They criticised super power unilateralism and neo-colonialism and pledged to uphold principles of multilateralism as well as continue pressing for the reform of the United Nations and its organs particularly the Security Council.
President Mugabe wound up his visit by touring a tractor manufacturing plant in Tabriz.
Zimbabwe Signs Fuel Deal With Iran
By Peta Thornycroft
24 November 2006
Zimbabwe President Robert Mugabe, center right, reviews an Iranian guard of honor with Iranian President Mahmoud Ahmadinejad, center left, during an official welcoming ceremony in Tehran, Iran, 20 Nov. 2006
Zimbabwe's state press agency says President Robert Mugabe has secured a fuel deal with Iran during his state visit to Tehran this week. For VOA, Peta Thornycroft reports from Harare that Zimbabwe's state fuel supplier continues to be desperately short of fuel because the country lacks foreign currency for essential imports.
Mr. Mugabe has returned to Zimbabwe and says he has secured a pledge from Iran for its technicians to investigate whether it is possible to resuscitate the country's only oil refinery. The refinery, in Zimbabwe's eastern border town Mutare, was forced to close almost 40 years ago, when the world imposed trade and diplomatic sanctions against the then white ruled Rhodesia.
The refinery was built to process imported Iranian crude oil.
Now Zimbabwe depends on imported refined fuel, which it mainly gets by road from South Africa.
It says it has insufficient foreign currency to import fuel in bulk and pump a minimum of 30,000 liters at a time along a pipeline from nearest port, Beira in Mozambique to Zimbabwe.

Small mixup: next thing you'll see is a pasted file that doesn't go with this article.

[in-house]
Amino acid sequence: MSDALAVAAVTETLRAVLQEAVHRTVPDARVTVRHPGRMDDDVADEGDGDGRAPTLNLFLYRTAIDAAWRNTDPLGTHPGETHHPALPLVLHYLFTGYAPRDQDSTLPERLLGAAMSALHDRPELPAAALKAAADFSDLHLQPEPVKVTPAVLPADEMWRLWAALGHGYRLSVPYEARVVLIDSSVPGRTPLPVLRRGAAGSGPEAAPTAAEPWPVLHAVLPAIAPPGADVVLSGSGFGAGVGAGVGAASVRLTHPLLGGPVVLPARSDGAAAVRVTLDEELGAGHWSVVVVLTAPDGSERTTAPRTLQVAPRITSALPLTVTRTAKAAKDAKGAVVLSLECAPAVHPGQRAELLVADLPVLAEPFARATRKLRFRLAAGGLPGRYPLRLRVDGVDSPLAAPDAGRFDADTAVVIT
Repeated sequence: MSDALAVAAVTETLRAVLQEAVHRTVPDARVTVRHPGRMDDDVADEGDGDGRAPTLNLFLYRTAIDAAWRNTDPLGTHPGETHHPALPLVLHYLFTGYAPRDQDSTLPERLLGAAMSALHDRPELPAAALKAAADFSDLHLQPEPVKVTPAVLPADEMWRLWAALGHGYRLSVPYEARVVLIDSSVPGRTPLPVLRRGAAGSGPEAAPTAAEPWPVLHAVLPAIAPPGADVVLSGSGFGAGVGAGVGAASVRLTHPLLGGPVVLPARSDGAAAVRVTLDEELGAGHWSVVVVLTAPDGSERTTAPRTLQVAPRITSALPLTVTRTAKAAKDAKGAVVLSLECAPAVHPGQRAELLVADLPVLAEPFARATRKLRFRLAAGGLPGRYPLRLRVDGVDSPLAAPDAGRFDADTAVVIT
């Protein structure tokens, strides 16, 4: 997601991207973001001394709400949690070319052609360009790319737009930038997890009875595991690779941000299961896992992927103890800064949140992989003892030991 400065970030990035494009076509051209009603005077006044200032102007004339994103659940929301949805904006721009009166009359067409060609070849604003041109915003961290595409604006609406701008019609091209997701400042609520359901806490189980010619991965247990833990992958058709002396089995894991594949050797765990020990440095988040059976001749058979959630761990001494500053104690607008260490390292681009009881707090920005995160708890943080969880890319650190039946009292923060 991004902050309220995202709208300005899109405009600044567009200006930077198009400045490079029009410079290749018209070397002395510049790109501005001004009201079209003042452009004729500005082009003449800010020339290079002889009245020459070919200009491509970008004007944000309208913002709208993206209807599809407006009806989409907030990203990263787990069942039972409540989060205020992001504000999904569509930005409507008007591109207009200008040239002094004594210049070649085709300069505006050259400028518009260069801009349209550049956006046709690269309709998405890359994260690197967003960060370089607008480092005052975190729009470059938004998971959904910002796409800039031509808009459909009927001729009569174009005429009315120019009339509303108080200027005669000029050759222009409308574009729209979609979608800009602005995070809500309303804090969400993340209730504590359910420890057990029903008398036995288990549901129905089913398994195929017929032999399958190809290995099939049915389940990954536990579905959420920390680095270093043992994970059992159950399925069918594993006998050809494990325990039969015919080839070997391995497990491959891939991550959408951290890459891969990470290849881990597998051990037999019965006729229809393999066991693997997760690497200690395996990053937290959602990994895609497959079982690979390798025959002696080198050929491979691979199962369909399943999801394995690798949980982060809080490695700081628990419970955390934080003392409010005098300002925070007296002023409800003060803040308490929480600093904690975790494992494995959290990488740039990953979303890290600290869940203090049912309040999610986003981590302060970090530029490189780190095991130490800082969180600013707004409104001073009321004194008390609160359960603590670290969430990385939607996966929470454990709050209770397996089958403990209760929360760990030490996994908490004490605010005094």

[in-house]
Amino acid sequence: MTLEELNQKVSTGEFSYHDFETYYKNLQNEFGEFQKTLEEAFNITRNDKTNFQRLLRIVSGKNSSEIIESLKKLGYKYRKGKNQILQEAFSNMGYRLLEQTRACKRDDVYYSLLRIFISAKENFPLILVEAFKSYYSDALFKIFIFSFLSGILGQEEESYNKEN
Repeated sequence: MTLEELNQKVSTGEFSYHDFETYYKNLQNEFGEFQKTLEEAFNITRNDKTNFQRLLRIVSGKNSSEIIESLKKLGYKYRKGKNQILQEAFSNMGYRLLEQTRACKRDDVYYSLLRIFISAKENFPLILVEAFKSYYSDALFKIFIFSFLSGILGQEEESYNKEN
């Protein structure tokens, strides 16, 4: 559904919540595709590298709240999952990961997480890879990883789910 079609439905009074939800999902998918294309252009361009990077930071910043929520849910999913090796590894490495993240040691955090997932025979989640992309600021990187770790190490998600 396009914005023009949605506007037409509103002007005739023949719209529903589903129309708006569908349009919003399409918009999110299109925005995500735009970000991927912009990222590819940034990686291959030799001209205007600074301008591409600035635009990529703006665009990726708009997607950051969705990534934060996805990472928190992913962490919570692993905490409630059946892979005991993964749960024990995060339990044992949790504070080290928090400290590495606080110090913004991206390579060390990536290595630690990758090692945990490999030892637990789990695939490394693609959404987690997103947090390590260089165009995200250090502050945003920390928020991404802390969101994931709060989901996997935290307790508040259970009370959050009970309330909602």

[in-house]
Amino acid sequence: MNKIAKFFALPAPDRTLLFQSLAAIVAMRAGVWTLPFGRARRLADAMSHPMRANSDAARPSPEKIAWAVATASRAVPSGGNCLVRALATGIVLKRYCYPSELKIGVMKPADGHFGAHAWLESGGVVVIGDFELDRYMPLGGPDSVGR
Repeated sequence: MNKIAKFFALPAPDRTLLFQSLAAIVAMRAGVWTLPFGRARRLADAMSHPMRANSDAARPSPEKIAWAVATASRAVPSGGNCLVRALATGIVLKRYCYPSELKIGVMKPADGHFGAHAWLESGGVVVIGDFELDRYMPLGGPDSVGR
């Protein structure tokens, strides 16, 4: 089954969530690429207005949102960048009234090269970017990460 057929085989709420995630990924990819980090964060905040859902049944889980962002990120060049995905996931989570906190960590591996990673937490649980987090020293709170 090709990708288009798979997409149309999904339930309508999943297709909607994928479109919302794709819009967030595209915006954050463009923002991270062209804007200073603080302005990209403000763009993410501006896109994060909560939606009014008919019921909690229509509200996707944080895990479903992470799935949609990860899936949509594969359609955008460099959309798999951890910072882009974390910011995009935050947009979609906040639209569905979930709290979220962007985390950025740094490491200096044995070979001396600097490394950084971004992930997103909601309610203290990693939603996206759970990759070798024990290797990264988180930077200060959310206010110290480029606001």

Mr. Mugabe said during his visit to Tehran he has also secured several other agreements for direct aid and Iranian assistance with energy, education technology and agricultural projects, but no details have been revealed either in Harare or Tehran. Zimbabwe has also said it will allow Iran to explore unspecified mineral deposits in Zimbabwe.
Zimbabwe's energy and power development minister, Mike Nyambuya, said the Iranians made a number of proposals to meet Zimbabwe's needs in fuel and oil products, which were welcome.
Mr. Mugabe was hailed as a hero in Tehran for his anti-West stance. The Iranian president said, "We are going to stand side by side with the government and people of Zimbabwe."
Iran is one of the countries Mugabe has been warming to as part of the "Look East" policy, partly forced by Zimbabwe's isolation from the West over controversial land reforms and allegedly fraud-marred elections in 2000 and 2002.
Mr. Mugabe claims that Western sanctions have brought Zimbabwe's economy to its knees.
The United States and the European Union have refused to issue travel visas to Mr. Mugabe and leaders in the ruling Zanu PF party, but trade between Zimbabwe and the west continues normally. U.S. Secretary of State Condoleezza Rice has branded Zimbabwe and Iran as among the world's "outposts of tyranny."
Zimbabwe's economy began collapsing after the commercial agricultural sector, which provided 40 percent of annual foreign exchange, was decimated during the past six years.
Since 2000, Mr. Mugabe took more than 4,000 white-owned commercial farms and gave them to members of the ruling elite and landless peasants.
Agricultural economists say statistics show that Zimbabwe's farming production has slumped to a fifth of what it was prior to the land seizures.